Lecture 9_Outline - Linear Programming

Lecture 9_Outline - Linear Programming - Lecture 9 -...

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Lecture 9 - Outline 1 Lecture 9: Linear Programming (Textbook: Supplement E) Objectives z Basic Concepts z Formulation z Computer Solution z Sensitivity Analysis z Transportation/Transshipment Modeling Basic Concepts and Formulation Linear programming is an optimization process - A single objective function states mathematically what is being maximized or minimized - Decision variables represent choices that the decision maker can control - Constraints are limitations that restrict the decision variables. One of three types: , , = - The feasible region - Parameter or a coefficient - Linear objective function and constraints - Nonnegativity Formulating a Problem Step 1. Define the Decision Variables. Step 2.Write Out the Objective Function. Step 3. Write Out the Constraints. As a consistency check, make sure the same unit of measure is being used on both sides of each constraint and the objective function Problem 1 (Example E.1): The Stratton Company produces 2 basic types of plastic pipe. Three resources are crucial to the output of pipe: extrusion hours, packaging hours, and a special additive to the plastic raw material. Below is next week’s situation. All data are expressed in units of 100 feet of pipe. The contribution to profits and overhead per 100 feet of pipe is $34 for type 1 and $40 for type 2. Formulate a linear programming model to determine how much of each type of pipe should be produced to maximize contribution to profits and to overhead.
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Lecture 9 - Outline 2
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Lecture 9 - Outline 3 Formulating a Problem with Inequalities ¾ Typically the constraining resources have upper or lower limits. ¾ e.g., for the Stratton Company, the total extrusion time must not exceed the 48 hours of capacity available, so we use the sign. ¾ Negative values for constraints x 1 and x 2 do not make sense, so we add nonnegativity restrictions to the model: x 1 0 and x 2 0 (nonnegativity restrictions) ¾ Other problem might have constraining resources requiring > , > , = , or < restrictions. Graphical Solution Procedure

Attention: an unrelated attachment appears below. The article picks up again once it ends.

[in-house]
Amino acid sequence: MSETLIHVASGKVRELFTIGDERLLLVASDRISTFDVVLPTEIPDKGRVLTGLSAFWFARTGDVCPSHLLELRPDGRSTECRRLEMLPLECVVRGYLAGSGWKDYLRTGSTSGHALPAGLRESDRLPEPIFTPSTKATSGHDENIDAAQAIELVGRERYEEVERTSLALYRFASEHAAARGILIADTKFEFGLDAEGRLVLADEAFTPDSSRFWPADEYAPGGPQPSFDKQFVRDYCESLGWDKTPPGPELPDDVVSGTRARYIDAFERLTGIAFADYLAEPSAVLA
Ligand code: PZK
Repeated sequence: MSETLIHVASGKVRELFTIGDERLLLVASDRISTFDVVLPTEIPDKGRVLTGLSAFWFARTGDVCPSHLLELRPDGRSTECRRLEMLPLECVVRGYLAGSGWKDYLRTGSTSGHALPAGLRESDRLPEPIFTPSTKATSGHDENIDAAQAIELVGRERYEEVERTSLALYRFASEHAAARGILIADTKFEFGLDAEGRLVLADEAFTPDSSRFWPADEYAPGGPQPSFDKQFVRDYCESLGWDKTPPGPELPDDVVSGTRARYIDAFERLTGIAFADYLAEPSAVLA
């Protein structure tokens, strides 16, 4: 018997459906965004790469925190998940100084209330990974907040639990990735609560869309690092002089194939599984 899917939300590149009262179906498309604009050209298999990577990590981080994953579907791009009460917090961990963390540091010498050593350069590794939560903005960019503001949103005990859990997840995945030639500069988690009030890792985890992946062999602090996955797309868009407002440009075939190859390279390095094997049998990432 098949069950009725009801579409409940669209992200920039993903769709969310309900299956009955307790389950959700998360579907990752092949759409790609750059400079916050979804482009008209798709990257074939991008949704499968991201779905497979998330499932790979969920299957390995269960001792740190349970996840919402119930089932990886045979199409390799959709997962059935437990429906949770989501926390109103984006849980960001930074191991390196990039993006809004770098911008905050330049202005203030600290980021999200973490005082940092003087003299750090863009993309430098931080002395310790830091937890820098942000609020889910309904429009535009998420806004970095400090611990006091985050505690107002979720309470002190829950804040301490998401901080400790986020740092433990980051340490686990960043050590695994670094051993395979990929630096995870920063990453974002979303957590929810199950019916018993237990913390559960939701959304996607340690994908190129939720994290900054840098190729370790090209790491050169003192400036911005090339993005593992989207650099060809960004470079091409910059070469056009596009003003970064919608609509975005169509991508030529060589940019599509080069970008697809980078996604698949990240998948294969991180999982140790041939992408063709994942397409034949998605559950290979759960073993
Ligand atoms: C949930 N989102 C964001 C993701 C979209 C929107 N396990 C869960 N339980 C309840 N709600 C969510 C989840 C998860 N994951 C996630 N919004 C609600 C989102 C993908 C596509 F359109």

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Lecture 9 - Outline 4 ¾ Most linear programming problems are solved with a computer. ¾ However, insight into the meaning of the computer output, and linear programming concepts in general, can be gained by analyzing a simple two-variable problem graphically. ¾ Graphic method of linear programming : A type of graphic analysis that involves the following five steps: ¾ plotting the constraints ¾ identifying the feasible region ¾ plotting an objective function line ¾ finding a visual solution ¾ finding the algebraic solution I) We begin by plotting the constraint equations , disregarding the inequality portion of the constraints (< or >). Making each constraint an equality (=) transforms it into the equation for a straight line. ¾
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This note was uploaded on 02/14/2011 for the course MGSC 395 taught by Professor Zimmer during the Fall '10 term at South Carolina.

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Lecture 9_Outline - Linear Programming - Lecture 9 -...

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